Sam Messer: Hell Hurts

November 30 – December 22, 2012

Press Release

GASSER GRUNERT³ is pleased to present the first exhibition of Sam Messer with the gallery. The new project space moved from the cubed moving truck into the front west-room of Klemens Gasser and Tanja Grunert, at 524 West 19th Street. Sam Messer, Hell Hurts will open on Friday, November 30th, from 6 to 8PM and end Saturday, December 22nd, 2012.

 

1989, Sam Messer trekked through the Viruga mountains in Zaire in search of silverback gorillas. After several days of climbing in the dense jungle, Messer had begun to doubt he would ever see one when abruptly a male silverback the size of a double-wide refrigerator appeared in the path before him. Stifling his instinct to run, Messer and his guide followed the silverback to his extended family of three female gorillas and a half dozen infants. Messer spent the remainder of the day drawing them. One of the babies touched Messer’s baldhead and turned to look at its mother in amazement. Another stole Messer’s pencil and all the other infants chased him, wildly chattering. The silverback sat motionless watching Messer’s every move. They were a family. It was profound.

 

This religious experience stayed with Messer and the image of the praying gorilla began to appear in his work. A year later while driving through the bayous of Louisiana, Messer, stunned by the religious signs nailed to trees, thought of his praying gorilla and knew he’d found its title, “Hell Hurts.”

—Eleanor Gaver

 

Sam Messer’s beseeching, tumescent, wry Gorilla Man is the dynamic image of the human animal or the animal human. Although clearly half-beast and half-man, Messer inverts the traditional opposition of Western philosophy: it is supposed to be reason and the mind (the head) that conquers the animal passions located in the unruly body. The kneeling creature is man below and gorilla above. Evolutionary ideas are also turned upside down in this bewildering being.

Didn’t human beings evolve from apes? Wouldn’t convention dictate that a man’s head emerge from a monkey’s body? But the longer one looks at the gorilla’s hopeful, urgent expression the more moving and human it becomes. Gorilla Man is our reflected image.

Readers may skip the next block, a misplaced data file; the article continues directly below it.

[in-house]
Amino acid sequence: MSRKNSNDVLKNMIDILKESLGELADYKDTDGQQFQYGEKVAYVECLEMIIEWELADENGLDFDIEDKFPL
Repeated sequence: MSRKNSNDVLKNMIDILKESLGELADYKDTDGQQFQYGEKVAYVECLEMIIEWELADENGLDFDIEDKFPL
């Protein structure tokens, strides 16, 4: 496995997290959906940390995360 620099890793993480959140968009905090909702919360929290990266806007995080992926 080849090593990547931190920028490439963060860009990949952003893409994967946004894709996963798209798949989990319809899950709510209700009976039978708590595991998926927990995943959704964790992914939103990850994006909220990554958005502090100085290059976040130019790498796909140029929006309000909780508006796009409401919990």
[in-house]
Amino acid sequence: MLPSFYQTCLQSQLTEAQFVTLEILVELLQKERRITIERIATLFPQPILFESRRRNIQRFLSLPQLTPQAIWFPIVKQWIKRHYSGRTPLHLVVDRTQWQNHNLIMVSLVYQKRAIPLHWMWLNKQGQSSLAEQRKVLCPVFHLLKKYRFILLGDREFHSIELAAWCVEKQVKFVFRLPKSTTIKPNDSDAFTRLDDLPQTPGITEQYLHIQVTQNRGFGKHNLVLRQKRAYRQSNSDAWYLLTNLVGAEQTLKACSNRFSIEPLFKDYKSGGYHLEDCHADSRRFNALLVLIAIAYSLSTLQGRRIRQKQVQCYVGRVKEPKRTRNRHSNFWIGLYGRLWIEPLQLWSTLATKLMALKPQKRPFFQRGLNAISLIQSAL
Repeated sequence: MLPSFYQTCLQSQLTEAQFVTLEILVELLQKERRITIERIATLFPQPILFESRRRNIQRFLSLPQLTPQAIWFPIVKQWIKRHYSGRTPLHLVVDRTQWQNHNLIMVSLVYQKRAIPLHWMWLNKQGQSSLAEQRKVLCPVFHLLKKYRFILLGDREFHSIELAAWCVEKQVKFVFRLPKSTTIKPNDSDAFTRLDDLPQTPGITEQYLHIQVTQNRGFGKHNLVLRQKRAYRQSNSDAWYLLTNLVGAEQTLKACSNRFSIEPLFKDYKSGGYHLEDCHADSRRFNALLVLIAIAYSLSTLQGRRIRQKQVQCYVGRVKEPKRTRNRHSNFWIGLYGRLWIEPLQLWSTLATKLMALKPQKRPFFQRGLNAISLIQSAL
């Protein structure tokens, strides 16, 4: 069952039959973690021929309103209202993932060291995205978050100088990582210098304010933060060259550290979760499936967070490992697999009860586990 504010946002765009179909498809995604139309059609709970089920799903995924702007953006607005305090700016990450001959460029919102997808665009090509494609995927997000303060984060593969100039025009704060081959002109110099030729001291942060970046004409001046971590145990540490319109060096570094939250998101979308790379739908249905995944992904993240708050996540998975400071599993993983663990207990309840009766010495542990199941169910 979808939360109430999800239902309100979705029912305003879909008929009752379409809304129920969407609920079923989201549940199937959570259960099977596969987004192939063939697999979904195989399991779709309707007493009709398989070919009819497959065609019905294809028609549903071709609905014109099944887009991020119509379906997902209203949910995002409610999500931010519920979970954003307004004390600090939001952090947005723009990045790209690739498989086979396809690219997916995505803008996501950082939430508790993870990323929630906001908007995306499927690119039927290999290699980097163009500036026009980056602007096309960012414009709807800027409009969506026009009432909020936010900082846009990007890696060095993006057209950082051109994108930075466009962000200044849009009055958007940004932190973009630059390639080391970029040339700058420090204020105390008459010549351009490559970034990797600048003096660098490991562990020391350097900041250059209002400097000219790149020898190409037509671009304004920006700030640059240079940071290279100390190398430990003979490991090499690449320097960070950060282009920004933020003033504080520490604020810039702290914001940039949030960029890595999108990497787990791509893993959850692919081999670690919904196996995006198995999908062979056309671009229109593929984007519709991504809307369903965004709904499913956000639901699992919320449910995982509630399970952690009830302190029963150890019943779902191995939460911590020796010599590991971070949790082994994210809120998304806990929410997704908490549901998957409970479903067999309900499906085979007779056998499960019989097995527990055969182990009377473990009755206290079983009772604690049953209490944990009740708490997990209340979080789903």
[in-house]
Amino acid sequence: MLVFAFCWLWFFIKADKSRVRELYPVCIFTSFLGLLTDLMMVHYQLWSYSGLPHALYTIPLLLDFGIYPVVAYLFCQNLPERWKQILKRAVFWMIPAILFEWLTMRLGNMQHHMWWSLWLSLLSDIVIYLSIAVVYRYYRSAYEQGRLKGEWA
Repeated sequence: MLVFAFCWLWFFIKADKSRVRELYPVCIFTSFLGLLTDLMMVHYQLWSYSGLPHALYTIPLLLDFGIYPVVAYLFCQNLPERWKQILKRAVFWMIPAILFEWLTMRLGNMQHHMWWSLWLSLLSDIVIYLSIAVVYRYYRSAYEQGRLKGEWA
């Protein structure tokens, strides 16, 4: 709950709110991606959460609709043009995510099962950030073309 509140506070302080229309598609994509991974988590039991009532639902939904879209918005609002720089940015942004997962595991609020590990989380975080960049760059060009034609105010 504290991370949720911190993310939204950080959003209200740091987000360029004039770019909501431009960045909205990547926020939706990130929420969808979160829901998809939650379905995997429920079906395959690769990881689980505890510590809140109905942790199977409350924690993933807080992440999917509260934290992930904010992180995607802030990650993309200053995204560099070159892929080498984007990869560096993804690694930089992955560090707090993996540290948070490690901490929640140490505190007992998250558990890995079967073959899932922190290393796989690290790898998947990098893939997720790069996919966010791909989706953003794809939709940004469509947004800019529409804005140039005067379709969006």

—Siri Hustvedt

 

Gorilla Man is simultaneously hilarious and reverential, capable of eliciting broad smiles and deep chills. It’s exciting to see Messer’s portraits — which have always been his strongest work—move away from the canvas and subject. This is a sculpture of the viewer.

—Jonathan Safran Foer

 

Samuel Messer’s metamorphosis, Gorilla Man, confounds traditional dichotomies—earthly and transcendent, bête-machine and soul, id and superego, primitive and civilized—with an arresting power that allows us to reimagine the continuing transformations of that dynamic creature, our praying, priapic, hybrid selves.

—George Makari, Professor of Psychiatry, Weill Medical College of Cornell University.

 

Samuel Messer’s Gorilla Man overturns traditional views of transcendence as a movement from the animal to the human. In doing so, his hybrid enacts a hilarious yet pointed critique that signifies an upending of traditional evolutionary homilies while setting forth asignifying challenges regarding the meaning of this invalidated hierarchy in which even a classical male body, with its animalistic priapic energies fully intact, can no longer affirm the Renaissance-era standard of serving as an adequate measure for all things. Messer’s Gorilla Man thus enacts a Deleuzean-type encounter that challenges representational truisms and disrupts traditional human-centered hierarchies, even as it encourages us to rethink assumed differences and similarities between human and animal traits.

—Robert Hobbs